The Wall Street Journal recently reported that NRDC Acquisition Corporation (Amex:NAQ), a blank-check company set up in 2007 by Richard Baker, son of real estate and retail tycoon Robert Baker, is looking to convert into a REIT, buying distressed retail properties such as supermarket-anchored strip malls. While I'm not a fan of blank-check companies, which trade on reputation rather than substance, this one's got half a chance of being successful. If it is, it's likely that more will follow down the same road.

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Armed with $400 million in investor capital, Baker has hired Stuart Tanz, formerly of Pan Pacific Properties, to operate the REIT. Although not formally approved, the move could be a timely one given the state of commercial real estate in this country.

A Stampeding Herd
Other blank-check companies are already moving forward with their own conversions, choosing to strike while the iron is hot. Capitol Acquisition Corp. (Amex:CLA) announced on September 17 that its investors would vote on merging with a newly established company, Two Harbors Investment Corp., that would invest in distressed residential mortgage-backed securities.

If approved, it would have $259 million at its disposal. In these markets, that could go a long way. You have to wonder why some of these blank checks didn't do this earlier when markets were even weaker.

Also jumping into the mortgage-backed securities game is Enterprise Acquisition Corp. (NYSE:EST), which is tentatively set to merge with Maryland-based Armour Residential REIT, Inc. Armour's Co-Chief Executive Officers Jeffrey Zimmer and Scott Ulm both have 20 years of experience or more in mortgage-backed securities.

According to Yaacov Gross, an attorney who specializes in REITs, the major concern for both of these blind pools is that "investors have to put a lot of faith in the acumen of the management team." Translation: a lot could go wrong.

New And Notable
Hicks Acquisition Corp. (Amex:TOH) announced in August that it was merging with Resolute Energy Corp. in a deal valued at $582 million. Upon completion of the deal, it will seek a listing on the New York Stock Exchange. Resolute has energy holdings in Utah, Wyoming and Alabama.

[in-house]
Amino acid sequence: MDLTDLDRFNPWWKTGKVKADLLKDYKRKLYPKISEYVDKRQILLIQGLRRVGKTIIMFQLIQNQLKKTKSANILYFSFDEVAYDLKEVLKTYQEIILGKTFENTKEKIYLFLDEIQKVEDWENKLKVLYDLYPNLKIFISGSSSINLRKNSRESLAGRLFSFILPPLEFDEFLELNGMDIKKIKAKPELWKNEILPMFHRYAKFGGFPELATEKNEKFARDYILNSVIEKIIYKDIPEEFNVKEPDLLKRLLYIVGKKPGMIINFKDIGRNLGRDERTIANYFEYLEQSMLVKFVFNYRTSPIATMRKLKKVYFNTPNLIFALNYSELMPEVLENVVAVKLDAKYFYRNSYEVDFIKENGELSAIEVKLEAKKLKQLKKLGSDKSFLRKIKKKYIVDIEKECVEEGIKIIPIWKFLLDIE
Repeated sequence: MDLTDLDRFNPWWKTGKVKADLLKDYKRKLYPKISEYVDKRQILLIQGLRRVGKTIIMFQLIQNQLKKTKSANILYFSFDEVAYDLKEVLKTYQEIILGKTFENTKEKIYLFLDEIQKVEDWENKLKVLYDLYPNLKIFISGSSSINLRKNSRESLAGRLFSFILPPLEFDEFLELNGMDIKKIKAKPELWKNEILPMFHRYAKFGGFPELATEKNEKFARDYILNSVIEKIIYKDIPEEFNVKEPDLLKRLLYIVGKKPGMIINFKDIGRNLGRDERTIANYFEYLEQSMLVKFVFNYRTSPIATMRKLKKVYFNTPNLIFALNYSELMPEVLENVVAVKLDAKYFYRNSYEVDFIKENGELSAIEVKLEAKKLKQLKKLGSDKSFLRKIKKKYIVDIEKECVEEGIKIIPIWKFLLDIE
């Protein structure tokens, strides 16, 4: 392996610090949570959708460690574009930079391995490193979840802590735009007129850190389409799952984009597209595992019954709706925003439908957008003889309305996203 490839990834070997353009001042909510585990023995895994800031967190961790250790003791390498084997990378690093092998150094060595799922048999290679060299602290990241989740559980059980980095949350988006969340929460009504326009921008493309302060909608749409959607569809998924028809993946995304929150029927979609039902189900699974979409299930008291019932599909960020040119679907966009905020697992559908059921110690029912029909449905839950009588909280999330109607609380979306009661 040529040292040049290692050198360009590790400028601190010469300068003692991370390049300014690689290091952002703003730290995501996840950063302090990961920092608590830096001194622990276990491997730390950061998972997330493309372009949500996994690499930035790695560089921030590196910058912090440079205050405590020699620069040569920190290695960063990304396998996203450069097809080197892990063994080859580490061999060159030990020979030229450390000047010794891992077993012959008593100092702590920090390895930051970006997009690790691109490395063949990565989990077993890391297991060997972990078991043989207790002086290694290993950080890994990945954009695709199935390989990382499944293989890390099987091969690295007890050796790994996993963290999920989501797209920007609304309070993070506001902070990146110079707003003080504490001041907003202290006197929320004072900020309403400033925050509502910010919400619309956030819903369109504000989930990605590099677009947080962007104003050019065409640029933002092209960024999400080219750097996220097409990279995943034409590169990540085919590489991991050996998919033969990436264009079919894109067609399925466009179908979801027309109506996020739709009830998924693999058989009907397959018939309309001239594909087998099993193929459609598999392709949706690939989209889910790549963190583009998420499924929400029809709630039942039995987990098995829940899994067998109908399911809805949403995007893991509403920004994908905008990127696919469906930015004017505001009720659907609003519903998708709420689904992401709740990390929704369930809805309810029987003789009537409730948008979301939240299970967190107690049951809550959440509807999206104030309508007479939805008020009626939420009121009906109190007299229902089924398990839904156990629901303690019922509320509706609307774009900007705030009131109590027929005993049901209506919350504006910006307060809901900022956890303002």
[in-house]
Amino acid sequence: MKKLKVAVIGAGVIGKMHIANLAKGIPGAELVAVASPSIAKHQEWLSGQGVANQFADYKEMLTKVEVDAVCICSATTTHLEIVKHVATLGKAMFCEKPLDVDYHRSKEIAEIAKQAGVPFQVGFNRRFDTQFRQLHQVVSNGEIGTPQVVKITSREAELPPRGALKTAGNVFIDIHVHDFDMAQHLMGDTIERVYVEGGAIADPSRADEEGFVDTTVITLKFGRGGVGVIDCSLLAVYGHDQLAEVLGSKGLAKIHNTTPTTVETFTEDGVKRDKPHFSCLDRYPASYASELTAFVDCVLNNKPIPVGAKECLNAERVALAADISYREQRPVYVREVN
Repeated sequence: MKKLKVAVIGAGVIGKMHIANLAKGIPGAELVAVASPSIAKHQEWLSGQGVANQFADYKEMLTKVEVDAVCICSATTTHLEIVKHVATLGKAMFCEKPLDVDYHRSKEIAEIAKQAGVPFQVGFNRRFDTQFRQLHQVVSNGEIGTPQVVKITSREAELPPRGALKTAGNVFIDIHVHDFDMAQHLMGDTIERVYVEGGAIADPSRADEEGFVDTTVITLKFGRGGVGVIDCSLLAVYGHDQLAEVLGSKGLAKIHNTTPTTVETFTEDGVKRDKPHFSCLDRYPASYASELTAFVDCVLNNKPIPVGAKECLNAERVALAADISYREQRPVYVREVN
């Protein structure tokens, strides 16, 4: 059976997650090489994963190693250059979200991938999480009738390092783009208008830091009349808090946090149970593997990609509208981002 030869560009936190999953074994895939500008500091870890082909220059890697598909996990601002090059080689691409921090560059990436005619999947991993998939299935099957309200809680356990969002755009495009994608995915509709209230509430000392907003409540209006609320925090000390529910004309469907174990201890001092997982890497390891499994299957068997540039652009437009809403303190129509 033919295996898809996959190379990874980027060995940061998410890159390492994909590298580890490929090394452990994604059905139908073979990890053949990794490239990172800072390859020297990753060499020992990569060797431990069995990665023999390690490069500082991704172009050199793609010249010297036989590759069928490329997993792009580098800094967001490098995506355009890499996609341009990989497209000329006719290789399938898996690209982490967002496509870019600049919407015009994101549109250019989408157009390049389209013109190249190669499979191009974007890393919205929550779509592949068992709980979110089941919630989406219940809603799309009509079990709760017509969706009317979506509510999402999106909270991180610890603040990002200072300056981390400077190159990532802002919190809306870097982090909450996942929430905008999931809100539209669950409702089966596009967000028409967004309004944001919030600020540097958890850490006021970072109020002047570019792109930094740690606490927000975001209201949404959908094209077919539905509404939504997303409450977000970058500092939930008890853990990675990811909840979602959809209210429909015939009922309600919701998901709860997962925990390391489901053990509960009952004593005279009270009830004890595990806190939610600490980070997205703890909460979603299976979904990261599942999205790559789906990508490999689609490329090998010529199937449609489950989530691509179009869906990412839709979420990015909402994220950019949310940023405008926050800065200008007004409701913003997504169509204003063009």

The man behind the merger is Tom Hicks, owner of the Texas Rangers, Dallas Stars and Liverpool Football Club. Hopefully for investors' sake that he's a better evaluator of business partners than he is of sports teams, because they're mediocre at best.

Another real estate deal taking place involves Prospect Acquisition Corp. (Amex:PAX), formed in the heady days of blank-check companies back in 2007. It's buying Beverly Hills real estate firm Kennedy-Wilson Inc. for almost $300 million, using the funds to buy distressed commercial real estate. Are we sensing a trend yet?

Lastly, where would we be without the prerequisite Chinese deal. Ideation Acquisition Corp. (Amex:IDI) is buying outdoor advertising firm SearchMedia for $177 million. Search Media has one of the largest billboard networks in China and projections suggest it will generate $88 million in revenue this year with $15 million in profits. SearchMedia shareholders will own 44% of the merged company. It too has potential.

Performance of Blank Checks Who Have Made Acquisitions

SPAC Acquired Company Return Since Deal
Chardan China Acquisition Corp. Origin Agritech (Nasdaq:SEED) (41.4%)
Marathon Acquisition Corp. Global Ship Lease (NYSE:GSL) (73.8%)
Hekmann Corporation (NYSE:HEK) China Water & Drinks (35.9 %)
Endeavor Acquisition Corp. American Apparel (AMEX:APP) (76.3%)
Services Acquisition Corp. Jamba Juice (Nasdaq:JMBA) (86.1%)

The Bottom Line
Some of the recent blank-check transactions make some sense, especially the NRDC and Ideation deals. Having said that, there's too much left to chance for me to buy into these stocks. (To learn more, see What Is A Blank Check Company?)

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